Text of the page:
Administrative law – Dunsmuir simplified 


January 2012

Litigation Bulletin

The Supreme Court of Canada released two decisions in December that uphold the jurisdiction of administrative tribunals and underline the deference our courts owe on judicial review.

The context of the first decision in Alberta (Information and Privacy Commissioner) v. Alberta Teachers' Association, 2011 SCC 61 involves the Commissioner's compliance with a statutory timeline to complete the inquiry of a complaint within 90 days, unless notice is sent to the parties of an extension and anticipated completion date. The Alberta Teachers' Association argued that the Commissioner lost jurisdiction by failing to extend the completion date of inquiry within the 90 day period.

The second decision in Newfoundland and Labrador Nurses' Union v. Newfoundland and Labrador (Treasury Board), 2011 SCC 62 concerns the adequacy of reasons in a labour arbitrator's award.

Both decisions address the proper approach to standard of review as set down in what Justice Abella refers to as the "transformative decision" in Dunsmuir v. New Brunswick, 2008 SCC 9 and advance the Dunsmuir goal of simplification. Read together these decisions instruct reviewing courts that:

  • they show deference where a tribunal is interpreting its own statute and related statutes also within its core function and expertise, unless the interpretation concerns constitutional questions, questions of law that are both of importance to the legal system as a whole and outside the adjudicator's specialized area of expertise, or the jurisdictional lines between two or more competing specialized tribunals ;
  • true questions of jurisdiction are narrow and will be exceptional;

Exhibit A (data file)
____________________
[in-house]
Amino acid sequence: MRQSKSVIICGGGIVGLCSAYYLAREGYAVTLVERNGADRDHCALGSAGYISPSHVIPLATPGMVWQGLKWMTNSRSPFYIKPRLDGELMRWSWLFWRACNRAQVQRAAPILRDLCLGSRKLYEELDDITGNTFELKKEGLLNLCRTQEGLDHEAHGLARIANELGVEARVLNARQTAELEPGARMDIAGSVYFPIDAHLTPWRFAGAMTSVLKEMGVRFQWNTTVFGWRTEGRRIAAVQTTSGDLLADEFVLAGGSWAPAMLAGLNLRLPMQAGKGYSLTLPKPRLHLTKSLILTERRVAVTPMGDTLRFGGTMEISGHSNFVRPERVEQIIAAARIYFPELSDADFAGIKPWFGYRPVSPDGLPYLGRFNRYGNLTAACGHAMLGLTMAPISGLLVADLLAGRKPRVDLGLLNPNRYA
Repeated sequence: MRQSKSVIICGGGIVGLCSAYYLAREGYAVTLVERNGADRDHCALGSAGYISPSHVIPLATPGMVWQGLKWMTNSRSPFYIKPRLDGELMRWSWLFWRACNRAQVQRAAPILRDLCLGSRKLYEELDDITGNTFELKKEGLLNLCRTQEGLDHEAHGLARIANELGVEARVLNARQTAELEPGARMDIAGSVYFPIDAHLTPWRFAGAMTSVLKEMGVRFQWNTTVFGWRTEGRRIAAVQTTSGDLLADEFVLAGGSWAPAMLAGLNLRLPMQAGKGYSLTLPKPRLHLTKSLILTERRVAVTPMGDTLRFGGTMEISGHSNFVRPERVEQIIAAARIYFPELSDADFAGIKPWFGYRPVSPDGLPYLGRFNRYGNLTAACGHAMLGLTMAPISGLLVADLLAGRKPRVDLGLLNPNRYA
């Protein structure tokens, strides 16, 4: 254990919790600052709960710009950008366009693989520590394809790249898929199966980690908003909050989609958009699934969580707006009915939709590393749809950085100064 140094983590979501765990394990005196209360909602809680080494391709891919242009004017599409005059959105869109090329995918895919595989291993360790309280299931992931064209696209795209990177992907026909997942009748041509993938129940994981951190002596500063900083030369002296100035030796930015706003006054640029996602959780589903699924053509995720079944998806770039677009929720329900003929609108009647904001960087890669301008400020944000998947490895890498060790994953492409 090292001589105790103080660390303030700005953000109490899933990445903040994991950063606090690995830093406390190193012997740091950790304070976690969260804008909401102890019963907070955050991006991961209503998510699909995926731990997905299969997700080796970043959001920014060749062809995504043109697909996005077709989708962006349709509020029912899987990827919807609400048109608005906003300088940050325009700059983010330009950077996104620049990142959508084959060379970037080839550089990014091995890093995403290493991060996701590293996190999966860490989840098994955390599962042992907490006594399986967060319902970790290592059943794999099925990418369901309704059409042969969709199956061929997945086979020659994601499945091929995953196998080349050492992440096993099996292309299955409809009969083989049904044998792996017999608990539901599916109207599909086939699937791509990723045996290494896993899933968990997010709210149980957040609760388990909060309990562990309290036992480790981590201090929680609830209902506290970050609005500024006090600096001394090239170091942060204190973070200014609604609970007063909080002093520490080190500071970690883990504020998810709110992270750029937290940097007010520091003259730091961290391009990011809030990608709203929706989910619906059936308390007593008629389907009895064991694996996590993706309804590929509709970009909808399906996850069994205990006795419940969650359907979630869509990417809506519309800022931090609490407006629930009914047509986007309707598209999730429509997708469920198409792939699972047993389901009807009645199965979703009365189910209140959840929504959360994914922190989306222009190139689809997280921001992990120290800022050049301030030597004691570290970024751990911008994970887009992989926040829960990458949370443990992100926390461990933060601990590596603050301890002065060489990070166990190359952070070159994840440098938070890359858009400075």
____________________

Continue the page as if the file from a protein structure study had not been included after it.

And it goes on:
• there are not variable degrees of deference within the reasonableness standard of review;
  • the "adequacy" of reasons by an adjudicator is not a stand-alone basis for quashing a decision; a reviewing court should not undertake two separate analysis – one for the reasons and another for the result. Rather it is a "more organic exercise" where the reasons must be read together with the outcome and serve the purpose of showing whether the result falls within a range of acceptable outcomes;
  • while a reviewing court should not substitute their own reasons they may, if necessary, look to the record for the purpose of assessing the reasonableness of the outcome and should give respectful attention to reasons "which could be offered in support of a decision" particularly where an issue was not raised before the adjudicator but is implicitly or apparently reasonable without need of remitting back to the decision-maker.

What is the impact of these two decisions on judicial review post-Dunsmuir? The target for judicial review of an administrative tribunal has been arguably narrowed by (i) a strong presumption that a tribunal's interpretation of its own statute or statutes closely connected to its function are subject to deference and (ii) an instruction to reviewing courts that the Dunsmuir analysis for reasonableness is one organic exercise whereby an otherwise acceptable result should not be set aside on the basis that the tribunal's articulation of reasons is not adequate. 

by Jeffrey W. Beedell

a cautionary note

The foregoing provides only an overview and does not constitute legal advice. Readers are cautioned against making any decisions based on this material alone. Rather, specific legal advice should be obtained.

© McMillan LLP 2012